Opinion: Is reliability being sacrificed at the hands of free EV charging?

Opinion: Is reliability being sacrificed at the hands of free EV charging?


One of the amazing things about owning an electric vehicle is that it is possible to recharge for free at the majority of public charging stations across the UK. I myself have sat smugly in the driving seat knowing that the next 80 miles in my EV won’t of cost me a penny. However, a shift is starting to emerge where network providers are bringing in charges to use their charging points.

This movement has definitely left the EV community divided, which is understandable, as it’s hard to stomach spending up to £5 per charge after growing accustomed to life in the free lane.

One of the problems facing local and national charging networks is reliability and unfortunately, this free-model of charging is (so far at least) a central part to the issue. Most EV drivers would agree that “range anxiety” is a term of the past. With over 3,500 charging locations, of which over 537 have a rapid charger, EV drivers can generally plan a trip with a conveniently located charge point on route.

The problem comes when the charge point is faulty and out of operation, which often makes longer trips in an electric vehicle impossible, or at least a hassle. So there is a new term in town and that is “charger anxiety”. This embodies that nervous feeling when pulling up to a charger and praying that you will be able to continue your journey without the aid of a tow truck.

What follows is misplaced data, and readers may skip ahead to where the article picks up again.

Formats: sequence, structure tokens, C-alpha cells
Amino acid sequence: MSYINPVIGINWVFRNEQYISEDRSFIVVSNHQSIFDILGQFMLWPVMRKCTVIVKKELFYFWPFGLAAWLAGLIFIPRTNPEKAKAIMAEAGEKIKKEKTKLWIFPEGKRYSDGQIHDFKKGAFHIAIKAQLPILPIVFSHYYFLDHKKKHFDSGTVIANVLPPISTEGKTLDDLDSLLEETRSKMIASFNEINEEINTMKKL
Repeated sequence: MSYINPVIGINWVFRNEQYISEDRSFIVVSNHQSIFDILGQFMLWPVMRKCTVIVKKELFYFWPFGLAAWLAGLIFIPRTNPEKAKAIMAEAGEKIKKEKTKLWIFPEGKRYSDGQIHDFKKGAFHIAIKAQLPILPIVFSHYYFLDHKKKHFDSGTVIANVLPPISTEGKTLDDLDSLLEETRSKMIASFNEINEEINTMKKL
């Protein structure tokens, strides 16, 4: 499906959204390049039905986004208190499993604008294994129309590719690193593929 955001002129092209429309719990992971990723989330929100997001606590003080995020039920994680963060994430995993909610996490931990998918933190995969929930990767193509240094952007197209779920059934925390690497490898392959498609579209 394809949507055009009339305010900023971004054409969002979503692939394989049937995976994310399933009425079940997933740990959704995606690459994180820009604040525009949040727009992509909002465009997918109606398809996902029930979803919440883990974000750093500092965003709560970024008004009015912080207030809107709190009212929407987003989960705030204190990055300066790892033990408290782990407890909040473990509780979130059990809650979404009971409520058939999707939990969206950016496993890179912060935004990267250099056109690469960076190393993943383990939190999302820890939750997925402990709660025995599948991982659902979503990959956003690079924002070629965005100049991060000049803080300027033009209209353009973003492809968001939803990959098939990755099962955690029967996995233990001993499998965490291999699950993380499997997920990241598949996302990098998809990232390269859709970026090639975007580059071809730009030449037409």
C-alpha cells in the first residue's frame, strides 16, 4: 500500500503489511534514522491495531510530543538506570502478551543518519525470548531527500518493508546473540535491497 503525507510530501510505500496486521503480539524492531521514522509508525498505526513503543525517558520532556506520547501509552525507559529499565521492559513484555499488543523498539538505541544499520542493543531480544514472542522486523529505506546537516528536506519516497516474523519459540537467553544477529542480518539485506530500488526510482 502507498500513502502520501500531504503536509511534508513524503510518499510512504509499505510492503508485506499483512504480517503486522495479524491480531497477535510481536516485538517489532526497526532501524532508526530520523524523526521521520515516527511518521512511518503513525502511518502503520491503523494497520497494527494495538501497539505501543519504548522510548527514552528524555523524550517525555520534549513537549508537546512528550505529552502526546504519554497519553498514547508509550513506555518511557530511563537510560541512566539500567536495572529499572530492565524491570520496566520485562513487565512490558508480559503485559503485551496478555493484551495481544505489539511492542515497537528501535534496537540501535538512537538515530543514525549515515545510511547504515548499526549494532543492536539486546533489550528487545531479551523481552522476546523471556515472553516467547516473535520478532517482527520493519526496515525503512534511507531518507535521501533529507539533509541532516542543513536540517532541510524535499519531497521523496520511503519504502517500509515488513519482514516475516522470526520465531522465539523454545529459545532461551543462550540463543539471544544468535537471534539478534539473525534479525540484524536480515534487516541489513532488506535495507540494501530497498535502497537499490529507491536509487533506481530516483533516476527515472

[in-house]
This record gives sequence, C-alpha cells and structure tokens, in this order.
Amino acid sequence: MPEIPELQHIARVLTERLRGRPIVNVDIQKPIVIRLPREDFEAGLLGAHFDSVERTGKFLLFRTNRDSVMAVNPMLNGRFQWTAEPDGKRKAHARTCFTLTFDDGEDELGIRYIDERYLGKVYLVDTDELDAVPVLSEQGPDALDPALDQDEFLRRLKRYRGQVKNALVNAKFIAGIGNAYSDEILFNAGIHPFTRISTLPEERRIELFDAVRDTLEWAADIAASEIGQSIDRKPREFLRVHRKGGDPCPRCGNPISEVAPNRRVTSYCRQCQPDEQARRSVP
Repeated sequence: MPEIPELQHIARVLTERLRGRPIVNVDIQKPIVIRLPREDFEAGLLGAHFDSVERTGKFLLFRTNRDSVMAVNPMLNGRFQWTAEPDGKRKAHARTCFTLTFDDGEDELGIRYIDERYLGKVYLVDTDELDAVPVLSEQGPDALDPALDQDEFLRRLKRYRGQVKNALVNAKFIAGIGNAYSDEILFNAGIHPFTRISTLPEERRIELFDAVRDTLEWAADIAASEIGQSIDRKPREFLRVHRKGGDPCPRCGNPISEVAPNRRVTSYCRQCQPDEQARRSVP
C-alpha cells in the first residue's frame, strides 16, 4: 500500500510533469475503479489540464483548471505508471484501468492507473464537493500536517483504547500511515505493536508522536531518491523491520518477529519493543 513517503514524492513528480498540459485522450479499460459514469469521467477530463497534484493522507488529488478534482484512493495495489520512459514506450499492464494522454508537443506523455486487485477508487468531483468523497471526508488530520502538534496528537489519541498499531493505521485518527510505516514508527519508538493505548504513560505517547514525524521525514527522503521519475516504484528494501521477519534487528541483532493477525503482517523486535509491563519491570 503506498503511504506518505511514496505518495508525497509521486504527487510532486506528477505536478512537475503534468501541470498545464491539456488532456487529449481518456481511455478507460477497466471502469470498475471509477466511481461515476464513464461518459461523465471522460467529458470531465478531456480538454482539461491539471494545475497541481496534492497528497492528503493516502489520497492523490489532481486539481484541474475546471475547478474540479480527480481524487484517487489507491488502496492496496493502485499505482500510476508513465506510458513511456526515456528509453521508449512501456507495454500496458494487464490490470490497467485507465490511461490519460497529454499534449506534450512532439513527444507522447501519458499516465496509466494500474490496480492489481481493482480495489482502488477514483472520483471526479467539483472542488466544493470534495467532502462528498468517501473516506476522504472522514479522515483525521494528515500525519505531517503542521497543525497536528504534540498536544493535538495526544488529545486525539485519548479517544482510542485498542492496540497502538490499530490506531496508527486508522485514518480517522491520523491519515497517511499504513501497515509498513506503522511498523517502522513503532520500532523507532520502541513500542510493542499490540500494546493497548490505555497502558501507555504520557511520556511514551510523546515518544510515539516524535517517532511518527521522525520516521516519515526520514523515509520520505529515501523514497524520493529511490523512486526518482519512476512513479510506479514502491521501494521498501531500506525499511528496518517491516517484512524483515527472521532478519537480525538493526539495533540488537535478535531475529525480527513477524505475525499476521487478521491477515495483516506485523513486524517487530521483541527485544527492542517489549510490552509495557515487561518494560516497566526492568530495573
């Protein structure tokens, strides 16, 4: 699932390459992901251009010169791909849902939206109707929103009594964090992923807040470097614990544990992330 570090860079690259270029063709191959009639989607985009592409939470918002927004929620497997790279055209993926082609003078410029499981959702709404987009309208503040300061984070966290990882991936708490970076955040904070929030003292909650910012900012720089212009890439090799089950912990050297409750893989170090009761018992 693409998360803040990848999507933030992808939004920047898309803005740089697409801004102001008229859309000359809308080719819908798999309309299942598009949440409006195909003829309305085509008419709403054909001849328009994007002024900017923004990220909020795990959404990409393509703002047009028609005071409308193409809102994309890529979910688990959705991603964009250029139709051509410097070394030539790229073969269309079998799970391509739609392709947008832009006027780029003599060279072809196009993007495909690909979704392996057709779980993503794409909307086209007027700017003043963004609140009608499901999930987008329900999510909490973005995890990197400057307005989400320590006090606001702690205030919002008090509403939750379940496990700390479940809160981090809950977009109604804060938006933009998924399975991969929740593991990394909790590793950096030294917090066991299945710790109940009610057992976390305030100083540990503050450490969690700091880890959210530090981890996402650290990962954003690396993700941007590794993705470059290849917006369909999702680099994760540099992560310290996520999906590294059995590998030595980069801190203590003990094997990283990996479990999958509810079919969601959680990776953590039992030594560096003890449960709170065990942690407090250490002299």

Free networks, such as Ecotricity’s Electric Highway, are a great thing and facilitate EV drivers to travel millions of free miles every year; more than that they have played a key role in kick-starting the UK’s EV revolution. Unfortunately, many of their charge points are currently off-line or unavailable more often than the industry average (see EV Status charts).

On the other hand, Chargemaster’s POLAR network, who operate a PAYG scheme for users, have recently boasted that it’s UK charging network, containing over 4,000 public points, is 99% operational. This has to be largely down to moving away from a zero-cost model and in turn, increasing the availability of maintenance funds.

It seems then, that charge point fees that ensure manufacturers and network operators can properly maintain their devices are an inevitable development. Unless future networks decide to offer high-quality service at zero-cost (which seems unlikely), charges for charging will be central in building the reputation of UK charging infrastructure as something that can be trusted and relied upon.

It’s unrealistic to expect charge points to be working 100% of the time whilst continuing to use them for free. Of course all of us indirectly pay for many of the installations as tax-payers, however, that does not cover the continual upkeep of high-powered and complex charging points.

Clearly, these fees should be proportional and be monitored by the industry and users alike, and continue to be well below what it would cost to refuel a conventionally powered vehicle. That said, Zap-Map supports the emerging charging networks that charge a fair price for a high-quality service.